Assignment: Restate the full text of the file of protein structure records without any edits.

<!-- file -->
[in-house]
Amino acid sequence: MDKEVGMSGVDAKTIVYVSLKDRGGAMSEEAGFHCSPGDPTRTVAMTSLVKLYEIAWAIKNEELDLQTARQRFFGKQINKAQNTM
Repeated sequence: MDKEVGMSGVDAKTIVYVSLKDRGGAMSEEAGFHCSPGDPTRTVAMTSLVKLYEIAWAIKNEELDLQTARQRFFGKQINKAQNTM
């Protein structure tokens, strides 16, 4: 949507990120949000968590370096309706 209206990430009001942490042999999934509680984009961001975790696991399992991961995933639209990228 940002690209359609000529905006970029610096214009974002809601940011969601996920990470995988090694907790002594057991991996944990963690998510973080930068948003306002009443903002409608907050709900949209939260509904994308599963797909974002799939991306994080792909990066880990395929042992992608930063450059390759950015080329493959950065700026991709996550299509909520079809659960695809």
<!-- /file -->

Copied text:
[in-house]
Amino acid sequence: MDKEVGMSGVDAKTIVYVSLKDRGGAMSEEAGFHCSPGDPTRTVAMTSLVKLYEIAWAIKNEELDLQTARQRFFGKQINKAQNTM
Repeated sequence: MDKEVGMSGVDAKTIVYVSLKDRGGAMSEEAGFHCSPGDPTRTVAMTSLVKLYEIAWAIKNEELDLQTARQRFFGKQINKAQNTM
């Protein structure tokens, strides 16, 4: 949507990120949000968590370096309706 209206990430009001942490042999999934509680984009961001975790696991399992991961995933639209990228 940002690209359609000529905006970029610096214009974002809601940011969601996920990470995988090694907790002594057991991996944990963690998510973080930068948003306002009443903002409608907050709900949209939260509904994308599963797909974002799939991306994080792909990066880990395929042992992608930063450059390759950015080329493959950065700026991709996550299509909520079809659960695809």